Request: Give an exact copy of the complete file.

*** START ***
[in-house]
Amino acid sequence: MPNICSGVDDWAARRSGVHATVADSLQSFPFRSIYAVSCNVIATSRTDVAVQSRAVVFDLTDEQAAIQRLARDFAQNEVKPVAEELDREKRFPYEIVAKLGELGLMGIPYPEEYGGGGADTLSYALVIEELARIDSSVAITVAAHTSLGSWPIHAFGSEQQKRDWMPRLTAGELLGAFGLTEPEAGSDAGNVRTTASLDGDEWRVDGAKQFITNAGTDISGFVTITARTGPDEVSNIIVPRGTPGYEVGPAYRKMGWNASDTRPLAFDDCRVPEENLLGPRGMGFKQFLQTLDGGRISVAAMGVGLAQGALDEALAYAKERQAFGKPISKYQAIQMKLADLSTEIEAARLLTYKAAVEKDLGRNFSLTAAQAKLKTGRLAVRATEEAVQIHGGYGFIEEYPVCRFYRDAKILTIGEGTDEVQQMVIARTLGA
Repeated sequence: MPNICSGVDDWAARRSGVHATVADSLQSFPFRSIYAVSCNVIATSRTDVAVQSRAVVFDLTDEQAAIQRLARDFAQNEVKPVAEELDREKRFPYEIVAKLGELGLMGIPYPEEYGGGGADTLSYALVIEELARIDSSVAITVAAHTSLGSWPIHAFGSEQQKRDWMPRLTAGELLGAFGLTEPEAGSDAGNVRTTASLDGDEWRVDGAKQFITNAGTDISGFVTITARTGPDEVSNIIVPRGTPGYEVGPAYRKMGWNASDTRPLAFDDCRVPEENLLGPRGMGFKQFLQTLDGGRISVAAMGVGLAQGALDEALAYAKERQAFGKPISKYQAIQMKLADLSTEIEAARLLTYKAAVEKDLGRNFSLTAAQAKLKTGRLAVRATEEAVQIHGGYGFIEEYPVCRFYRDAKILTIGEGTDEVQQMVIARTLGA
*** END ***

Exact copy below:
[in-house]
Amino acid sequence: MPNICSGVDDWAARRSGVHATVADSLQSFPFRSIYAVSCNVIATSRTDVAVQSRAVVFDLTDEQAAIQRLARDFAQNEVKPVAEELDREKRFPYEIVAKLGELGLMGIPYPEEYGGGGADTLSYALVIEELARIDSSVAITVAAHTSLGSWPIHAFGSEQQKRDWMPRLTAGELLGAFGLTEPEAGSDAGNVRTTASLDGDEWRVDGAKQFITNAGTDISGFVTITARTGPDEVSNIIVPRGTPGYEVGPAYRKMGWNASDTRPLAFDDCRVPEENLLGPRGMGFKQFLQTLDGGRISVAAMGVGLAQGALDEALAYAKERQAFGKPISKYQAIQMKLADLSTEIEAARLLTYKAAVEKDLGRNFSLTAAQAKLKTGRLAVRATEEAVQIHGGYGFIEEYPVCRFYRDAKILTIGEGTDEVQQMVIARTLGA
Repeated sequence: MPNICSGVDDWAARRSGVHATVADSLQSFPFRSIYAVSCNVIATSRTDVAVQSRAVVFDLTDEQAAIQRLARDFAQNEVKPVAEELDREKRFPYEIVAKLGELGLMGIPYPEEYGGGGADTLSYALVIEELARIDSSVAITVAAHTSLGSWPIHAFGSEQQKRDWMPRLTAGELLGAFGLTEPEAGSDAGNVRTTASLDGDEWRVDGAKQFITNAGTDISGFVTITARTGPDEVSNIIVPRGTPGYEVGPAYRKMGWNASDTRPLAFDDCRVPEENLLGPRGMGFKQFLQTLDGGRISVAAMGVGLAQGALDEALAYAKERQAFGKPISKYQAIQMKLADLSTEIEAARLLTYKAAVEKDLGRNFSLTAAQAKLKTGRLAVRATEEAVQIHGGYGFIEEYPVCRFYRDAKILTIGEGTDEVQQMVIARTLGA